Section 228A of Indian Penal Code, 1860 – Explained!

The first sub-section of this section says that whoever either print or publishes the name of the victim or any matter from which the identity of a victim of any of the offences under sections 376, 376-A, 376-B, 376-C and 376-D may be known, shall be punished with simple or rigorous imprisonment for a term extending up to two years and shall also be liable to fine.

The second sub-section states that the first sub-section does not apply to any printing or publication of the name of the victim or any matter from which the identity of the victim of the abovementioned offences may be known, if such printing or publication is by or under the written orders of the officer-in-charge of the police station or the police making the investigation while acting in good faith for the purpose of such investigation, or by or with the written authority of the victim, or if the victim is either dead or minor or of unsound mind then by or with the written authorisation of next-of-kin of the victim, provided the next-of-kin shall not give any such authorisation to anyone except the chairman or secretary of any recognised welfare institution or organisation.

According to the third sub-section which prescribes the punishment under this section, whoever prints or publishes any matter relating to any court proceeding with respect to what has been stated in the first sub-section without obtaining prior permission of the concerned court shall be punished with simple or rigorous imprisonment for a term extending up to two years and shall also be liable to fine. As per the explanation attached to this section the printing or publication of judgment of any High Court or the Supreme Court does not amount to an offence under this section.

The special conditions in India have forced the law makers to enact this law against printing or publication of the identity of a victim of rape or other sexual offences as made punishable under sections 376, 376-A, 376-B, 376-C and 376-D. This law ensures to some extent that the victim who already undergoes the trauma of the physical and mental torture, is not put to further uncomfortable situations.

In R. Lakshmipathi v. S. Ramalingam, a complaint was filed against the petitioner accused for alleged disclosure of identity of a victim of a rape case in their newspaper. The Madras High Court held that one of the documents, namely, the reply notice filed along with the complaint would clearly show that publication was made only with the written request on authorisation by a welfare institution by which the accused are exempted from prosecution under section 228-A of the Code. On locus standi the Court further observed that section 228-A does not provide for eligibility of a person who could file a complaint and hence a private complaint filed by the complainant, a dismissed employee of petitioners running the newspaper is valid.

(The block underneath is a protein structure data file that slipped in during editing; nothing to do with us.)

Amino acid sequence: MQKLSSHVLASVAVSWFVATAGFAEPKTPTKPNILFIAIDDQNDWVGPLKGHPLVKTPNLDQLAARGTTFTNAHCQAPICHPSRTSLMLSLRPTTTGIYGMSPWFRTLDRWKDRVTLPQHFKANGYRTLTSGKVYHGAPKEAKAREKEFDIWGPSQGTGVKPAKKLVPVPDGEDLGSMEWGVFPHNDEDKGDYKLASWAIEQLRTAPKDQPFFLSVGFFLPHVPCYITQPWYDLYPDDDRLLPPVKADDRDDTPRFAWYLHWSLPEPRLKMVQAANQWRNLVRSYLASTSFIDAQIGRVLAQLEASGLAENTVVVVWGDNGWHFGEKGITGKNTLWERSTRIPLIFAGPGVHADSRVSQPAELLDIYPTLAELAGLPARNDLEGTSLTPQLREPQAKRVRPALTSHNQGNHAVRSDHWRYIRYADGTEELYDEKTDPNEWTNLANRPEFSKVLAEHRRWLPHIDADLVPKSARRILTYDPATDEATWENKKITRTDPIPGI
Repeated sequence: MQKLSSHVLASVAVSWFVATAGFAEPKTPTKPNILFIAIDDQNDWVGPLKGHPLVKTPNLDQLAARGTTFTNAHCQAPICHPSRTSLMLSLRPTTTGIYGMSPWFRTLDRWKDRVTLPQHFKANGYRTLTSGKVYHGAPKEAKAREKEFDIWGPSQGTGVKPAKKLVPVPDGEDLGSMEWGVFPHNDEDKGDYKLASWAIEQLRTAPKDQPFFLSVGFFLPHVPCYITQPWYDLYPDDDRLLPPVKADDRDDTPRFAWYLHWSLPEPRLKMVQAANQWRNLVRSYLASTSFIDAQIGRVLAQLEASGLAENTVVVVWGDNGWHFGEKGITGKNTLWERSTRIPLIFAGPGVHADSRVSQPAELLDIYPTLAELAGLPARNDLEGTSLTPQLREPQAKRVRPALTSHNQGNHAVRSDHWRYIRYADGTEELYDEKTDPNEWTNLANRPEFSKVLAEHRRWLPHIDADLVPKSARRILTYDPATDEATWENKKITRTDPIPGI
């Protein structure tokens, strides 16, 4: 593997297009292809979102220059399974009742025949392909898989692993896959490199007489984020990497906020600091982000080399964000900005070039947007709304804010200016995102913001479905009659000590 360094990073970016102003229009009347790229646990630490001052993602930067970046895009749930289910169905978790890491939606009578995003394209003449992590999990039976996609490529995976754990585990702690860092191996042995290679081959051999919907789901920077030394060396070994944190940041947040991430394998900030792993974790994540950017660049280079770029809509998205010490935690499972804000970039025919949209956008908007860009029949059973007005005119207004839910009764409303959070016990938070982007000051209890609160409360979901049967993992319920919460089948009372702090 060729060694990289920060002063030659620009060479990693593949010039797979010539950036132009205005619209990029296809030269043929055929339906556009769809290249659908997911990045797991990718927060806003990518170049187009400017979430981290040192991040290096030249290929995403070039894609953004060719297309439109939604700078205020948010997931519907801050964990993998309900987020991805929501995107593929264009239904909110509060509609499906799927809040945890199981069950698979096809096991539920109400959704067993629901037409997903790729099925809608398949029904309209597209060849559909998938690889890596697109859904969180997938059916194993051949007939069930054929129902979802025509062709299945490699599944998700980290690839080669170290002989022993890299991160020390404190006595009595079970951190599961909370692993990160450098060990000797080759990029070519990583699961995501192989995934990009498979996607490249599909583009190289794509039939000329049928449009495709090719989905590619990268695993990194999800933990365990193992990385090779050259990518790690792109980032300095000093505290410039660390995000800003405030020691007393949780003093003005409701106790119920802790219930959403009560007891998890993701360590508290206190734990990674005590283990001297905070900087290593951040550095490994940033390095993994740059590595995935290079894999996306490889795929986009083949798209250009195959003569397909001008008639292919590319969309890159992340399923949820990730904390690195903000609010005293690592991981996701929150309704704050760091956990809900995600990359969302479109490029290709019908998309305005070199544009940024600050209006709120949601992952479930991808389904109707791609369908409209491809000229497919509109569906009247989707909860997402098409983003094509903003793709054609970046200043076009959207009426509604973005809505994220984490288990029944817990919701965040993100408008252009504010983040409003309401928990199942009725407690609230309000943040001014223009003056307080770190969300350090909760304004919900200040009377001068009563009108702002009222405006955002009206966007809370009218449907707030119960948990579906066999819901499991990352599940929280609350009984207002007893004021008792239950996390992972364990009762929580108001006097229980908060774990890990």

In Bhupinder Sharma v. State of Himachal Pradesh, and State of Karnataka v. Puttaraja the Supreme Court has observed that disclosure of a rape victim is a punishable offence and so indicating the victims name in judgments by the courts is inappropriate. The object behind this law is preventing social victimisation or ostracism of the victim. In the Puttaraja case the Supreme Court held that adequate and special reasons were not given by the High Court for reducing the trial court’s sentence of five years in the rape conviction to twenty-two days. The original sentence was thus ordered to be restored as the State had also not contested the same before the High Court.

In Dinesh v. State of Rajasthan? an eight year old girl was raped. The Supreme Court held that restrictions in section 228-A though does not relate to printing or publication of judgment by the High Court or Supreme Court but keeping in view the social object of preventing social victimisation or ostracism of a victim of sexual offence, the name of victim should not be indicated in judgments of Supreme Court, High Court or lower Courts.

In State of Orissa v. Sukru Gouda, the Supreme Court held that non-observance by court of restriction of disclosure of name of the victim in certain offences against women is indicative of judicial indiscipline.

The offence under section 228-A is cognizable, bailable and non-compoundable, and is triable by any magistrate.